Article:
The loud and noisy Punjab-ification of India

RATNA RAO SHEKAR writes from Hyderabad: I am not sure if you have noticed this, but in our country, the higher the decibel level, the easier it is to get noticed. While Anna Hazare and Baba Ramdev were in the media glare because of the noise they created and received the government’s attention, Swami Nigamanand died unsung.

Because, unlike the other two, he was protesting quietly against illegal sand mining by the Ganga.

Or, who has paid any attention to Irom Chanu Sharmila who has been fasting  silently for over a decade in the Northeastern most part of the country?

We, as a country, thrive on cacophony and drama irrespective of whether it is a protest or a party, a wedding or a funeral.

So many Indians I know for instance thought the wedding of Prince William and Kate, while being elegant was more funereal than celebratory. They felt let down because the ceremony lacked the band baja of Indian weddings.

Here, we like to celebrate weddings with bonhomie, noise and crackers. The robustness of the Punjabi wedding is a case in point. At one stage, South Indian weddings were dead-serious affairs until the Punjabi wedding (propagated through Hindi films) cast its spell. The mehendi and sangeet with their colourful costumes and over-the-top Bollywood music and dancing is a shining example of how we think a wedding should be conducted.

Not just weddings, but our cinema too is loud.

The quietness of Rashomon is not for us. And a Satyajit Ray film is all right for the festival rounds. The popular choice is the Bollywood film with its gaudy costumes and inane song-and-dance sequences, epitomised by the item number which makes or breaks a movie.

And we love the fact that all this is given to us in the full throttle of Dolby Digital sound which the new multiplexes come equipped with.

Why, even Indian classical music and dance concerts are noisy affairs, whatever sublime levels the musician or dancer may take us to. The majority of us are not moved by the quiet of a Beethoven symphony played in the precincts of a concert hall.

We would rather have the informality of an Indian classical concert, so that we can talk between each rendition, clap spontaneously when a dancer has performed a particularly difficult varnam, or talk across aisles, comparing notes.

Even our family get-togethers, office picnics and outings with friends are characterized by loud jokes and louder games of antakshari, or what is worse these days, the karaoke. To prove that all is well in the family or among colleagues we like to chatter simultaneously and laugh out loud at every Osama or other joke.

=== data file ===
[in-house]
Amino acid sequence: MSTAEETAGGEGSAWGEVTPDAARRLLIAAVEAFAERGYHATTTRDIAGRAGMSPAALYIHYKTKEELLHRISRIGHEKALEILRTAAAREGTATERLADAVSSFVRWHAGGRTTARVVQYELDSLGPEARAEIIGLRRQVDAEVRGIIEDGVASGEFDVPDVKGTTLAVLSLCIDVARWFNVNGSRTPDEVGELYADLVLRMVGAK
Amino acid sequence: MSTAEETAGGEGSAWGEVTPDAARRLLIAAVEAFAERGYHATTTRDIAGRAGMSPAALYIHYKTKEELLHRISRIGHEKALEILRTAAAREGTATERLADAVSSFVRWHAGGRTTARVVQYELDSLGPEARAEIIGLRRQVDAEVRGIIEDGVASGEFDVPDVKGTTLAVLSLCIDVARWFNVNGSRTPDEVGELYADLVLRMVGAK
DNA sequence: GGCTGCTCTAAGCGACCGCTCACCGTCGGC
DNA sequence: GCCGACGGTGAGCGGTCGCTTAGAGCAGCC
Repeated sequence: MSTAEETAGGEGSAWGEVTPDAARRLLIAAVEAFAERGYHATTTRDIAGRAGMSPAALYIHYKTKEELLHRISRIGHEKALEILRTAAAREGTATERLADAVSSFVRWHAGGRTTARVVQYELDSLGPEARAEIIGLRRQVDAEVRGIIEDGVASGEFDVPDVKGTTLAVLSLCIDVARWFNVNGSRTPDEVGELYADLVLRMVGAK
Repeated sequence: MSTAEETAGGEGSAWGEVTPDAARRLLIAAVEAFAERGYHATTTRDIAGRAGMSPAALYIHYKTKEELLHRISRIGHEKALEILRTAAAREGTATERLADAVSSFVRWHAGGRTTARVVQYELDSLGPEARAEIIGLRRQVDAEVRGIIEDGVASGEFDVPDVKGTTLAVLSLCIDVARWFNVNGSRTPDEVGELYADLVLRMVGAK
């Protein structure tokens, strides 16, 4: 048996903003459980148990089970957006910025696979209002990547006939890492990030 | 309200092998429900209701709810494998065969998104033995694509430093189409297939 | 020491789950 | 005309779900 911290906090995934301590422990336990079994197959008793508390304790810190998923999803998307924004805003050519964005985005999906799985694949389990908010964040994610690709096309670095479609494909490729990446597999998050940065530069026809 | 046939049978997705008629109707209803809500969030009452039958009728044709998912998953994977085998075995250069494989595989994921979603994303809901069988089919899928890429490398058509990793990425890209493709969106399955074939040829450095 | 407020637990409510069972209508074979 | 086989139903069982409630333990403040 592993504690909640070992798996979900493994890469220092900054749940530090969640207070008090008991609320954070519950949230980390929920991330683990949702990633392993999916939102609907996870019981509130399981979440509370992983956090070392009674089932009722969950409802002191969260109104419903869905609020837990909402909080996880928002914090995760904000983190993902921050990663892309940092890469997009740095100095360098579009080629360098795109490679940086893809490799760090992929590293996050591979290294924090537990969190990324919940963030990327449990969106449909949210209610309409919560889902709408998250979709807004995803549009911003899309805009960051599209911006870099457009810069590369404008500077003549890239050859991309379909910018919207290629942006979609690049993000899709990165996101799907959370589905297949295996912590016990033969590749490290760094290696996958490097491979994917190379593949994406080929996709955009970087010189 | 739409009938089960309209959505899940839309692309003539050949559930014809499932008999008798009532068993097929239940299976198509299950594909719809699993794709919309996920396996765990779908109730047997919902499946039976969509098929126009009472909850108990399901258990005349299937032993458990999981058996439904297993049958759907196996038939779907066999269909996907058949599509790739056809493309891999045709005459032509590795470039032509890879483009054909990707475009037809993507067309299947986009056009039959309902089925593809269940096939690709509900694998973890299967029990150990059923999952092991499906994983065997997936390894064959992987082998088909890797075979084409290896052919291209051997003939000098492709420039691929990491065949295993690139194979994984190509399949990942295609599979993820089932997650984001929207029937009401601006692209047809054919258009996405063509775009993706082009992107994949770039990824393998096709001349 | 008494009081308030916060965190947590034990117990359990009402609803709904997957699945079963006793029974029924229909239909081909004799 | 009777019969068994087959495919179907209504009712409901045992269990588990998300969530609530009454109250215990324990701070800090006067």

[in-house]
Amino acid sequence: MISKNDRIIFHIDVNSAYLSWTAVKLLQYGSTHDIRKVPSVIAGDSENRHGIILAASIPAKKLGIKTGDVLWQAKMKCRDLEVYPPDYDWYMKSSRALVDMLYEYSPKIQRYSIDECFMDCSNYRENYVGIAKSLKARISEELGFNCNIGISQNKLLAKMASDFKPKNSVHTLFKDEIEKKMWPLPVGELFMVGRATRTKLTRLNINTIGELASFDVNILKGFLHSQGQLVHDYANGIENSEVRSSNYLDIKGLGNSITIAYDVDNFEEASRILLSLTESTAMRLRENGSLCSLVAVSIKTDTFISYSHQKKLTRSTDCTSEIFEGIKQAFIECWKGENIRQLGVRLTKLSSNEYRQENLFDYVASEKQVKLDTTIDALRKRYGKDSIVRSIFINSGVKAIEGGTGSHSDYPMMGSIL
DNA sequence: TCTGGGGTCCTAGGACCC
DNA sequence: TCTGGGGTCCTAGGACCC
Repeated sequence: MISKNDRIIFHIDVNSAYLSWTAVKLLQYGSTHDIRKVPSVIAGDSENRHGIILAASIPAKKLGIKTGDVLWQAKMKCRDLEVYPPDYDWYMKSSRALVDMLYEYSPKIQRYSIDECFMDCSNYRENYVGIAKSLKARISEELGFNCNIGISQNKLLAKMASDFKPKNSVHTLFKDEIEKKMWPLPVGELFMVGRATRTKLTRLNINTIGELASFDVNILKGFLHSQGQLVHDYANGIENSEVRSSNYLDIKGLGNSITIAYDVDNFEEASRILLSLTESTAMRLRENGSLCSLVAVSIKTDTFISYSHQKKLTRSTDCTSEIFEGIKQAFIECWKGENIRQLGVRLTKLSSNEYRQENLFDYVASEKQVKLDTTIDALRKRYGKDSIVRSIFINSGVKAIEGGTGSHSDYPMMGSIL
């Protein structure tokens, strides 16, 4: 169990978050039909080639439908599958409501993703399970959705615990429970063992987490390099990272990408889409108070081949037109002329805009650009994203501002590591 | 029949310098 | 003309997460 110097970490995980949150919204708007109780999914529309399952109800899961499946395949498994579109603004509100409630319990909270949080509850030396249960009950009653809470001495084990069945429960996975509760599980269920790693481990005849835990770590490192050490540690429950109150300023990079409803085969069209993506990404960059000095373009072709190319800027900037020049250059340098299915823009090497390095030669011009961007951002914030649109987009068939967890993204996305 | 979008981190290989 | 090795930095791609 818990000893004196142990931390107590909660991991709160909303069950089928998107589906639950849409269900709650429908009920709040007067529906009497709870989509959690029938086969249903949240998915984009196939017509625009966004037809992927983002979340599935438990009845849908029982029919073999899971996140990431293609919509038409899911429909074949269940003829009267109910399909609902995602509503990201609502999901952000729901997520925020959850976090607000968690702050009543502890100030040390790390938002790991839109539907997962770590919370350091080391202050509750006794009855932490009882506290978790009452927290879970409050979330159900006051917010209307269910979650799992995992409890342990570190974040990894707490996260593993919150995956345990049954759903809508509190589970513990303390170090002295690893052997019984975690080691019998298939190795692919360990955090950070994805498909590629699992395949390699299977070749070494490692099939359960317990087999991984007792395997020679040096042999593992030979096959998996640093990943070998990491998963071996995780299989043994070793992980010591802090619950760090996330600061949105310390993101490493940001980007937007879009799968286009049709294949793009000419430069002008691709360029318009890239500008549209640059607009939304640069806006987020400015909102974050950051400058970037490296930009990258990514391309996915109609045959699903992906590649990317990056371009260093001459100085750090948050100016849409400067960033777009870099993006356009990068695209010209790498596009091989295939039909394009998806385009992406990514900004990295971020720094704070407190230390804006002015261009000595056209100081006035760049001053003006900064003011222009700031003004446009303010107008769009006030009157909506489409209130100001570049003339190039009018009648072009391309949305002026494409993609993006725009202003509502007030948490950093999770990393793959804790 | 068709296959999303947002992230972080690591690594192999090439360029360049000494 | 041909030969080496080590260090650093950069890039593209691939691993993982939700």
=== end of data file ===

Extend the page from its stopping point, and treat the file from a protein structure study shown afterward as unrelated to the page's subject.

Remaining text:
How many times has the family member who does not participate in the general revelry, but prefers watching television or reading a book in seclusion, been dragged to be centre stage to cheered up? For Indians, silence is synonymous with social deviance, or worse, depression.

When you come to think of it, our funeral ceremonies too (loaded though they may be with grief of the family) are noisy affairs, too. We are so noisy, we will not let a dead Indian go to his grave in peace and silence!

In this country we have to prove we are not deaf or social psychopaths by turning on television sets full blast, talking loudly on cell phones at public places, and honking during a traffic jam even if everyone can see the cars are not going anywhere.

Most of us are so used to the chaos and noise of India that we feel nervous with the deathly silence of some European countries where we hardly see people, and even the few we do seem to feel no compulsion to talk on cell phones or strike up a conversation with complete strangers.

Even the children in these countries, it would seem, don’t cry too loudly.

I believe we as a nation need a crash course in quiet. But for this, we need to shut off the cacophony created by TV anchors, honking cars, ringing cell phones, politically minded god men and gurus—and learn to listen to that sound of silence.

(Ratna Rao Shekar is the editor of Housecalls, the bimonthly published by Dr Reddy’s Laboratories. Her book of short stories, Purple Lotus and Other Stories is forthcoming)

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